It’s poetry in motion
She turned her tender eyes to me
As deep as any ocean
As sweet as any harmony
Mmm – but she blinded me with science
“She blinded me with science!”
And failed me in biology
Thomas Dolby (1982)
PBS has a currently running series on people who have lost their faith. One of the articles focused on a Methodist pastor who lost her faith. Not to be outdone, NBC rolled out an interview with a pastor from Houston who admitted his atheism to the world on national television (his non-denominational church has since closed its doors). After listening to both of their interviews, apparently the more they read and thought about what they believed, the more they had trouble with it and got to a breaking point.
I can remember in seminary, I took a class called religion and literature. One of the novels they had us read was by John Updike and dealt with a minister who found he could not preach anymore and would show up on Sundays, enter the pulpit, and have nothing to say. I thought to myself then (and really still do), “What a horror story.”
The tragedy is that while many Christians are keeping up with their reading, we often are not keeping an on-going dialog with others about what is in our hearts as we learn new information. Our problem is that even in churches where we encourage reading, we can also cultivate this modern concept that faith is a “personal and private thing.” And then, if any Christian goes out and reads any of the neo-atheists and are impressed by their arguments – the question should be, “Who do I talk to next?” rather than trying to figure it out all on our own. Likewise, for Christians whose faith has not been shaken by the modern attacks on traditional theology, we need to be asking, “How are we helping others keep their faith strong in such an environment?” The neo-atheists like to paint the picture that people of faith as people clinging to outdated beliefs and while the atheists are “free-thinkers” who embrace modern scientific findings. It is a straw man argument to be sure but if you are not hearing the other side it can start to sound convincing. It doesn’t matter that most scientists still, some of the best scientists, are people of faith. If others don’t know this and if the larger church plays ostrich to their criticisms, we play into their hands.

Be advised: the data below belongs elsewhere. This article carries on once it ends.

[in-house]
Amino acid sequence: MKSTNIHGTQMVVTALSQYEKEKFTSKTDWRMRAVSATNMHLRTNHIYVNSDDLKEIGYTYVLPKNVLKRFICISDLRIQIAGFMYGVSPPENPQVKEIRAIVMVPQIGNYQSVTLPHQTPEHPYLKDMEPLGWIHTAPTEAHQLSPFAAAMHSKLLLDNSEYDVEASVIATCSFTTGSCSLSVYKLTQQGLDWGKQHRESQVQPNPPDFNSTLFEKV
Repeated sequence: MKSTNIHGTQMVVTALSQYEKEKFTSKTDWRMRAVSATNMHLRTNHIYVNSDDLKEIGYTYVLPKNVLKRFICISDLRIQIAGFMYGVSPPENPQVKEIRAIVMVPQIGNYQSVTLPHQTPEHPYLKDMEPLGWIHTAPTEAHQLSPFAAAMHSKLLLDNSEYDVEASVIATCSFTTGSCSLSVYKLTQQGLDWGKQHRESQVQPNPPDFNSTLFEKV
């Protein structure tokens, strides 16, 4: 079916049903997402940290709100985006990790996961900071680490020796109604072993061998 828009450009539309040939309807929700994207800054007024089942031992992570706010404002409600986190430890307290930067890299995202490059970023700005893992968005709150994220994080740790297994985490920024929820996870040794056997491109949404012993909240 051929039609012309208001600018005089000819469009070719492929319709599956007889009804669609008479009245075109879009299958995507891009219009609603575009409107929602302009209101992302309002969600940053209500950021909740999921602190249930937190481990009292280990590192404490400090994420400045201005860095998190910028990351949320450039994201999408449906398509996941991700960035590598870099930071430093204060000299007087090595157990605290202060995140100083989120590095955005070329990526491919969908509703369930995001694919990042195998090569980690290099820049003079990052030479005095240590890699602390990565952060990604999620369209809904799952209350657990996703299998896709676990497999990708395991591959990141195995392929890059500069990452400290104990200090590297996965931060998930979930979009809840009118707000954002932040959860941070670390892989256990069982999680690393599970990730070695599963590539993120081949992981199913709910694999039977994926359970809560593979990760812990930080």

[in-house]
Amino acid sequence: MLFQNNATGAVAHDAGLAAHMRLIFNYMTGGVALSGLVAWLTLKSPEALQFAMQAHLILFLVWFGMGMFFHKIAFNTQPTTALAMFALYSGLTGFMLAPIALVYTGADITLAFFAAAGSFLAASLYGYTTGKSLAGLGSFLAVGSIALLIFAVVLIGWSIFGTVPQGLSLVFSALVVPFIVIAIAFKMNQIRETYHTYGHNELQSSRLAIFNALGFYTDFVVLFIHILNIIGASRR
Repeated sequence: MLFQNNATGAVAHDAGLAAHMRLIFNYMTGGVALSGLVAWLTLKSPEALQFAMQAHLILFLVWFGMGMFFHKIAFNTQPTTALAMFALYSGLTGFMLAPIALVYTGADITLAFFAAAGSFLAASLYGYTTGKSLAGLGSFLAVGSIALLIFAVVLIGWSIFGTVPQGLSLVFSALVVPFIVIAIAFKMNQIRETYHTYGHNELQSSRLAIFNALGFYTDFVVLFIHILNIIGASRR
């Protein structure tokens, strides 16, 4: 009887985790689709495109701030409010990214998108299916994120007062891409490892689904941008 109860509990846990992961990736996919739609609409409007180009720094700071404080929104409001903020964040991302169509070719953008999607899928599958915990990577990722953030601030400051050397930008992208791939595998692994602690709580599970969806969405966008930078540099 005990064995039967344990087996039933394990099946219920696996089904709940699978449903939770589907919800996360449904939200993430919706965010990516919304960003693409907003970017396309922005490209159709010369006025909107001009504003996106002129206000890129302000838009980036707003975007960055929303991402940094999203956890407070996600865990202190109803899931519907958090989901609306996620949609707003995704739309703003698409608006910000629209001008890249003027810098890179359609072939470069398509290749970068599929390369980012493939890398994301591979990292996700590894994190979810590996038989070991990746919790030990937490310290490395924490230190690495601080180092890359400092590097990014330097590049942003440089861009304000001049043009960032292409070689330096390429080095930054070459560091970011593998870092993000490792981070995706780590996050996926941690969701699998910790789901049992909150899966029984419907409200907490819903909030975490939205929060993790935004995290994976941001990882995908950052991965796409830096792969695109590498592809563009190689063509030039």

The Christian faith is a communal faith. Although we do have a personal relationship with God, walking with God was never meant to be a solo-venture. I do believe the Devil’s modern mode of operation is “divide and conquer.”
When questions in life come up (they always will) it is best to listen for God’s answers through thought, prayer, and discussion. We should never be in a culture where someone has a crisis of faith that no one knows about until some breaking point comes. We all need to deepen our discussions. God gave us minds and he wants us to use them. There is no evil in reading and becoming knowledgeable of what is being discussed in our culture, maybe particularly from our critics. We also need to continually reconsider how we practice our faith in light of new scientific discoveries. I believe leaders in the faith need to regularly immerse themselves in what is being learned every year.
But if what we read challenges our beliefs (particular core beliefs) we should seek out others, particularly whomever we consider our spiritual mentors (and if we feel we have none, that in itself is a clear problem). And if we know someone whose faith is shaking, we should encourage them to go and talk it out.
Otherwise we will always open ourselves to letting the detractors of the faith blind us with science, and we will fail in theology.
What do you think?
Until next time,